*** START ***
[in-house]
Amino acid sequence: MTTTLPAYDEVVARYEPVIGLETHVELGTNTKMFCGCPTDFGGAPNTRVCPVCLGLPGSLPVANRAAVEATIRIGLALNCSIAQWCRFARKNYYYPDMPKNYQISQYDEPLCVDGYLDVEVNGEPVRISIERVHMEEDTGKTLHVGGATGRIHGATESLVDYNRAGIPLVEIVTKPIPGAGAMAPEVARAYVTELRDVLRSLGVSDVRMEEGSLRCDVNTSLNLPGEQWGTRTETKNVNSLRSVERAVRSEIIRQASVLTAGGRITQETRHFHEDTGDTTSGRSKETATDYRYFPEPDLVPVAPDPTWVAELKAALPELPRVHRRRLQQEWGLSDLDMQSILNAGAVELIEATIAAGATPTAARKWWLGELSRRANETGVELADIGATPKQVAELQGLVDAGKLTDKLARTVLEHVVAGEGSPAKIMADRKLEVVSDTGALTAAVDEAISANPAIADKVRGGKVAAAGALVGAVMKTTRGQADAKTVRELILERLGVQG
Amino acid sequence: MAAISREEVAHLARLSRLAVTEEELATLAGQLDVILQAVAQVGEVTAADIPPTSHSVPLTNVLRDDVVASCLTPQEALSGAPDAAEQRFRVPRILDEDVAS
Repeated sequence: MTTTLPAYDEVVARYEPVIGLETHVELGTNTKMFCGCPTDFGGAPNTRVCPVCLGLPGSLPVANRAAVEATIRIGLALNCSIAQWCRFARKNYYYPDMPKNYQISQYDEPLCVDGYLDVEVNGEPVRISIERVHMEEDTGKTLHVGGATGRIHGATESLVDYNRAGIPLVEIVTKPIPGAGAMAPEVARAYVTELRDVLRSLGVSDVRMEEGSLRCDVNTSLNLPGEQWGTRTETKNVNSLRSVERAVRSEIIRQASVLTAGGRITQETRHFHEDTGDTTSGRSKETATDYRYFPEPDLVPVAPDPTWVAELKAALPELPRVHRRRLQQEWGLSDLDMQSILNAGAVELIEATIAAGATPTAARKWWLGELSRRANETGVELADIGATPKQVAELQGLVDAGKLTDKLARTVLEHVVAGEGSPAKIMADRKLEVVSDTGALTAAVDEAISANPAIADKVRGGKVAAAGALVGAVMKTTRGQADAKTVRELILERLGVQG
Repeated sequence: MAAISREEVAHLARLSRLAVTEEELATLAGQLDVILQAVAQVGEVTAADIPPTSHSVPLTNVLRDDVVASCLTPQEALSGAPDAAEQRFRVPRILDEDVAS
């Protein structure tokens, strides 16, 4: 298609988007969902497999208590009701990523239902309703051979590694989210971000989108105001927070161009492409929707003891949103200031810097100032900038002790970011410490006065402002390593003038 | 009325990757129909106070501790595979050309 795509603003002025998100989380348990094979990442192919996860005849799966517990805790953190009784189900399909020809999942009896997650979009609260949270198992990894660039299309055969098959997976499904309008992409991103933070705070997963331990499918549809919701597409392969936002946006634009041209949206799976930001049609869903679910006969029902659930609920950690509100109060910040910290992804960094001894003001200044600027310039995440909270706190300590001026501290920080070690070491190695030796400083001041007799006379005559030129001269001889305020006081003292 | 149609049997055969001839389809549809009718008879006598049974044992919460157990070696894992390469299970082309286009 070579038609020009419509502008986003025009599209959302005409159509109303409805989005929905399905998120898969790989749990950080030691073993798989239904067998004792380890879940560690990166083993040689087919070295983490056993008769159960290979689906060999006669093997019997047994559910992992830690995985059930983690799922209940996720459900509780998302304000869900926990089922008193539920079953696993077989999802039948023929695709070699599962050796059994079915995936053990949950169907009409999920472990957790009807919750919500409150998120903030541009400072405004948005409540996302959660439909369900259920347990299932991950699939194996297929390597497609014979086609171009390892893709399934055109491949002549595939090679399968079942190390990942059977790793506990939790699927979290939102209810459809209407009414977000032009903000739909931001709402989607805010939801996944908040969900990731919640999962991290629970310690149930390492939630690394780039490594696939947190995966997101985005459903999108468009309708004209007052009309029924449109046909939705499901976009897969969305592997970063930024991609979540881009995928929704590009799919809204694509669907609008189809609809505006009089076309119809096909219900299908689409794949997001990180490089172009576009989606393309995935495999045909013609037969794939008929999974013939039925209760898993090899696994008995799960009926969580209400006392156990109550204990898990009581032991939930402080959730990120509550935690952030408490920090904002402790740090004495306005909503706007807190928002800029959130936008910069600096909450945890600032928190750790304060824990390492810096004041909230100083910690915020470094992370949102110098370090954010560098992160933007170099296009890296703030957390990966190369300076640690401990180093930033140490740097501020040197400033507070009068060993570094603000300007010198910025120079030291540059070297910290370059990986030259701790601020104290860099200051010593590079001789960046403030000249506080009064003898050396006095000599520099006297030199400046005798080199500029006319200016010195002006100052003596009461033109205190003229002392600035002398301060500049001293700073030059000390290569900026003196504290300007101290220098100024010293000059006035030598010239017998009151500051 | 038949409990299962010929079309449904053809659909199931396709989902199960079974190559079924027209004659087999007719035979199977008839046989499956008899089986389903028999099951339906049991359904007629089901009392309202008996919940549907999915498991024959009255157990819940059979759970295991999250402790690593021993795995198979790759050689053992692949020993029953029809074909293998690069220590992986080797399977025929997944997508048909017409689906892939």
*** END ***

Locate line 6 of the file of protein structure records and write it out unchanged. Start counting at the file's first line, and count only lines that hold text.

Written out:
């Protein structure tokens, strides 16, 4: 298609988007969902497999208590009701990523239902309703051979590694989210971000989108105001927070161009492409929707003891949103200031810097100032900038002790970011410490006065402002390593003038 | 009325990757129909106070501790595979050309 795509603003002025998100989380348990094979990442192919996860005849799966517990805790953190009784189900399909020809999942009896997650979009609260949270198992990894660039299309055969098959997976499904309008992409991103933070705070997963331990499918549809919701597409392969936002946006634009041209949206799976930001049609869903679910006969029902659930609920950690509100109060910040910290992804960094001894003001200044600027310039995440909270706190300590001026501290920080070690070491190695030796400083001041007799006379005559030129001269001889305020006081003292 | 149609049997055969001839389809549809009718008879006598049974044992919460157990070696894992390469299970082309286009 070579038609020009419509502008986003025009599209959302005409159509109303409805989005929905399905998120898969790989749990950080030691073993798989239904067998004792380890879940560690990166083993040689087919070295983490056993008769159960290979689906060999006669093997019997047994559910992992830690995985059930983690799922209940996720459900509780998302304000869900926990089922008193539920079953696993077989999802039948023929695709070699599962050796059994079915995936053990949950169907009409999920472990957790009807919750919500409150998120903030541009400072405004948005409540996302959660439909369900259920347990299932991950699939194996297929390597497609014979086609171009390892893709399934055109491949002549595939090679399968079942190390990942059977790793506990939790699927979290939102209810459809209407009414977000032009903000739909931001709402989607805010939801996944908040969900990731919640999962991290629970310690149930390492939630690394780039490594696939947190995966997101985005459903999108468009309708004209007052009309029924449109046909939705499901976009897969969305592997970063930024991609979540881009995928929704590009799919809204694509669907609008189809609809505006009089076309119809096909219900299908689409794949997001990180490089172009576009989606393309995935495999045909013609037969794939008929999974013939039925209760898993090899696994008995799960009926969580209400006392156990109550204990898990009581032991939930402080959730990120509550935690952030408490920090904002402790740090004495306005909503706007807190928002800029959130936008910069600096909450945890600032928190750790304060824990390492810096004041909230100083910690915020470094992370949102110098370090954010560098992160933007170099296009890296703030957390990966190369300076640690401990180093930033140490740097501020040197400033507070009068060993570094603000300007010198910025120079030291540059070297910290370059990986030259701790601020104290860099200051010593590079001789960046403030000249506080009064003898050396006095000599520099006297030199400046005798080199500029006319200016010195002006100052003596009461033109205190003229002392600035002398301060500049001293700073030059000390290569900026003196504290300007101290220098100024010293000059006035030598010239017998009151500051 | 038949409990299962010929079309449904053809659909199931396709989902199960079974190559079924027209004659087999007719035979199977008839046989499956008899089986389903028999099951339906049991359904007629089901009392309202008996919940549907999915498991024959009255157990819940059979759970295991999250402790690593021993795995198979790759050689053992692949020993029953029809074909293998690069220590992986080797399977025929997944997508048909017409689906892939």